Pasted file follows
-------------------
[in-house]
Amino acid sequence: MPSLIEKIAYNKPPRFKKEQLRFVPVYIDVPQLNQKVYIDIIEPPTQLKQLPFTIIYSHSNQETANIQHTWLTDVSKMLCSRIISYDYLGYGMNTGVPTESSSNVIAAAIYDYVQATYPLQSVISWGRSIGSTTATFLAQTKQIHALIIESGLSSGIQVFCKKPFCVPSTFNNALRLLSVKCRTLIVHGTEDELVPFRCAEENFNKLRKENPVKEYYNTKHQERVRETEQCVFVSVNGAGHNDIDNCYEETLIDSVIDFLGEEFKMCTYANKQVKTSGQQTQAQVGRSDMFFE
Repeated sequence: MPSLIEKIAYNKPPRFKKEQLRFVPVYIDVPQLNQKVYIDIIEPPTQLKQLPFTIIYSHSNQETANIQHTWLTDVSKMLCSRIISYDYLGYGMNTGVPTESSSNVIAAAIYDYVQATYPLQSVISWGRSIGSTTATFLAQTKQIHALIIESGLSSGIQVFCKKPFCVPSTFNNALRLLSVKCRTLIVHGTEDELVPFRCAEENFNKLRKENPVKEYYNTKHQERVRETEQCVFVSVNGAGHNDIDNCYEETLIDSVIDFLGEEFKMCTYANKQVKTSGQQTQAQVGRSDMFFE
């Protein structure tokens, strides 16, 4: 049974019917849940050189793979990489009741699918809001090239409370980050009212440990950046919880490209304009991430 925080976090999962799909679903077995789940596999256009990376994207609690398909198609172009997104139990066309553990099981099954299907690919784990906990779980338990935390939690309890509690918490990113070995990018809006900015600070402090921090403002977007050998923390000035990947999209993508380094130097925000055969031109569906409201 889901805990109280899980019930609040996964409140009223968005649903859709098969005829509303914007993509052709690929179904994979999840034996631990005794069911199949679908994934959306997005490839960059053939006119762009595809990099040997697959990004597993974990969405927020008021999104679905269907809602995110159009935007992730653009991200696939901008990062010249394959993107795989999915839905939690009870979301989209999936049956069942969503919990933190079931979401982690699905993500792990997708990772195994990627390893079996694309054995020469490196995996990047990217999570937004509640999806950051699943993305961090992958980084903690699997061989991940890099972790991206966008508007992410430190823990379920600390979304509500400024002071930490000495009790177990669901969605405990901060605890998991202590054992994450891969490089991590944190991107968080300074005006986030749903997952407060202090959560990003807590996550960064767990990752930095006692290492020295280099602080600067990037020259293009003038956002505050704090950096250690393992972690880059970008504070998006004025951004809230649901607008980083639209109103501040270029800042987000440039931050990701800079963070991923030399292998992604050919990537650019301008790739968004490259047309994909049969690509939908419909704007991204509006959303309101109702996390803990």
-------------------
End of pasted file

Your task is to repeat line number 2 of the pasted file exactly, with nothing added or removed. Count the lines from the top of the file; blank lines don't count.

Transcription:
Amino acid sequence: MPSLIEKIAYNKPPRFKKEQLRFVPVYIDVPQLNQKVYIDIIEPPTQLKQLPFTIIYSHSNQETANIQHTWLTDVSKMLCSRIISYDYLGYGMNTGVPTESSSNVIAAAIYDYVQATYPLQSVISWGRSIGSTTATFLAQTKQIHALIIESGLSSGIQVFCKKPFCVPSTFNNALRLLSVKCRTLIVHGTEDELVPFRCAEENFNKLRKENPVKEYYNTKHQERVRETEQCVFVSVNGAGHNDIDNCYEETLIDSVIDFLGEEFKMCTYANKQVKTSGQQTQAQVGRSDMFFE